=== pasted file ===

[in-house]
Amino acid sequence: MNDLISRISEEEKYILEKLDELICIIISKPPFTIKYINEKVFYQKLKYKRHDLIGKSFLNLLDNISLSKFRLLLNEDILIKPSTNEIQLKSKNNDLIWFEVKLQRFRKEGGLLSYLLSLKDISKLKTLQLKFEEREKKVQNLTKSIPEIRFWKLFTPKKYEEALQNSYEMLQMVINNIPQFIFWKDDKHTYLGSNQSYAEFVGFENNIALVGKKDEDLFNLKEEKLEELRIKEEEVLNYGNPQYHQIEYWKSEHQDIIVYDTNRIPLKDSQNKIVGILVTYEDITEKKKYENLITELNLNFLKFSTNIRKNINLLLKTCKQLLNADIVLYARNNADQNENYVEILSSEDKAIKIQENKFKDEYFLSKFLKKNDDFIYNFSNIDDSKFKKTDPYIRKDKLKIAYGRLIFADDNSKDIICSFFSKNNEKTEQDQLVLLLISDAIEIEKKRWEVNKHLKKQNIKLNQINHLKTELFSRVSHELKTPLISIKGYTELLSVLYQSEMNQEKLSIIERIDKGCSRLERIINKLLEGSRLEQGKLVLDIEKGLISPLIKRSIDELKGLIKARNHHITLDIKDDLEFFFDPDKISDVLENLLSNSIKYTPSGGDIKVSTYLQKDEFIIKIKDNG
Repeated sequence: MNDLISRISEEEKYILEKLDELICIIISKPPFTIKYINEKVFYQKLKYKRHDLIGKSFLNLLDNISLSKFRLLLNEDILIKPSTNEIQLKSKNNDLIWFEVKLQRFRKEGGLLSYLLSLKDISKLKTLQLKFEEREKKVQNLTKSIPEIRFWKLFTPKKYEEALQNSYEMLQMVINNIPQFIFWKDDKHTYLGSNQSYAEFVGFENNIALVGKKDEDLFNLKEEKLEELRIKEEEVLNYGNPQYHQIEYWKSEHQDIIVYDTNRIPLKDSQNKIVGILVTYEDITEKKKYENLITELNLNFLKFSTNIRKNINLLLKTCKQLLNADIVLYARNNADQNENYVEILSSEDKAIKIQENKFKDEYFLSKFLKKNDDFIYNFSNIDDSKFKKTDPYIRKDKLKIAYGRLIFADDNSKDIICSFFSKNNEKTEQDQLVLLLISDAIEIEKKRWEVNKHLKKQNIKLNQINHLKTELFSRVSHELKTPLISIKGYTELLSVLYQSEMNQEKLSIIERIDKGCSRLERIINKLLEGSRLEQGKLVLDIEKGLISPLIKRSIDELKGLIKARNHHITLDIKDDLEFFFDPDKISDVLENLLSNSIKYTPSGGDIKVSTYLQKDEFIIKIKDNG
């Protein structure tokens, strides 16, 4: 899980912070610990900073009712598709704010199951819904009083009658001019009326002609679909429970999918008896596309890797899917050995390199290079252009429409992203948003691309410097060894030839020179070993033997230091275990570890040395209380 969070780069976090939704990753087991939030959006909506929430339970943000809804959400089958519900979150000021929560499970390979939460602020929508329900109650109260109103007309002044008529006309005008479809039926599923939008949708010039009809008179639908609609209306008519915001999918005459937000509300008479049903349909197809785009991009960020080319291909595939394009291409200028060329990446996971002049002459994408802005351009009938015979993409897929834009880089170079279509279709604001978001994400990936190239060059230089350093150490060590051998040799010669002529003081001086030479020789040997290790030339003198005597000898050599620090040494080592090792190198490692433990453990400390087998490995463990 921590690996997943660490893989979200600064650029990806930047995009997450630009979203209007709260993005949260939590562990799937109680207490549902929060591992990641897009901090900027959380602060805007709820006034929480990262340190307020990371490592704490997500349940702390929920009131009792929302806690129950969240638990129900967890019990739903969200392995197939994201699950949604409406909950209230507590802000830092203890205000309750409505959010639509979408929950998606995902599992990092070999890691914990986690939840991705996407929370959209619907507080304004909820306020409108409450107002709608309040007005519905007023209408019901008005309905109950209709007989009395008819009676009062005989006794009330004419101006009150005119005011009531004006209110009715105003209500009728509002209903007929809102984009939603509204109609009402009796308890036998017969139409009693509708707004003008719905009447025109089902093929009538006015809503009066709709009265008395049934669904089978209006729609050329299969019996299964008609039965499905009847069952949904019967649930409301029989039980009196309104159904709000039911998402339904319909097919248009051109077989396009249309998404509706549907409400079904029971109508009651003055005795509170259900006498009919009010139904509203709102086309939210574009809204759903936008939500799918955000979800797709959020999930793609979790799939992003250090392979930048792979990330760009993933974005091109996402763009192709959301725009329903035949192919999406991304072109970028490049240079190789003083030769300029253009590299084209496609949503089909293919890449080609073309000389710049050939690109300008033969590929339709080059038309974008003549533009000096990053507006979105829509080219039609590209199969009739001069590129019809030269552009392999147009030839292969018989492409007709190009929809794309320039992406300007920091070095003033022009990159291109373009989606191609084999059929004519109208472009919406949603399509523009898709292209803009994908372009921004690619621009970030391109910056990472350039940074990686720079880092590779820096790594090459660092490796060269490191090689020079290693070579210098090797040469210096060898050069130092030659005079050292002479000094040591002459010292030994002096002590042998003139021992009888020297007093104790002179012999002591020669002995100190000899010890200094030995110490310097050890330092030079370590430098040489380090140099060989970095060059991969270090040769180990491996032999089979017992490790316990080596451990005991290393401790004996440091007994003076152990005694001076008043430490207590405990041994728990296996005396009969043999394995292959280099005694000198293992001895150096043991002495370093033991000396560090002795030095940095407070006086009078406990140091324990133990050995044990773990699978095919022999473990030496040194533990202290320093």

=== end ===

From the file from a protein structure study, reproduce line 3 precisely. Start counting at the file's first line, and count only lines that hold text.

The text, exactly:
Repeated sequence: MNDLISRISEEEKYILEKLDELICIIISKPPFTIKYINEKVFYQKLKYKRHDLIGKSFLNLLDNISLSKFRLLLNEDILIKPSTNEIQLKSKNNDLIWFEVKLQRFRKEGGLLSYLLSLKDISKLKTLQLKFEEREKKVQNLTKSIPEIRFWKLFTPKKYEEALQNSYEMLQMVINNIPQFIFWKDDKHTYLGSNQSYAEFVGFENNIALVGKKDEDLFNLKEEKLEELRIKEEEVLNYGNPQYHQIEYWKSEHQDIIVYDTNRIPLKDSQNKIVGILVTYEDITEKKKYENLITELNLNFLKFSTNIRKNINLLLKTCKQLLNADIVLYARNNADQNENYVEILSSEDKAIKIQENKFKDEYFLSKFLKKNDDFIYNFSNIDDSKFKKTDPYIRKDKLKIAYGRLIFADDNSKDIICSFFSKNNEKTEQDQLVLLLISDAIEIEKKRWEVNKHLKKQNIKLNQINHLKTELFSRVSHELKTPLISIKGYTELLSVLYQSEMNQEKLSIIERIDKGCSRLERIINKLLEGSRLEQGKLVLDIEKGLISPLIKRSIDELKGLIKARNHHITLDIKDDLEFFFDPDKISDVLENLLSNSIKYTPSGGDIKVSTYLQKDEFIIKIKDNG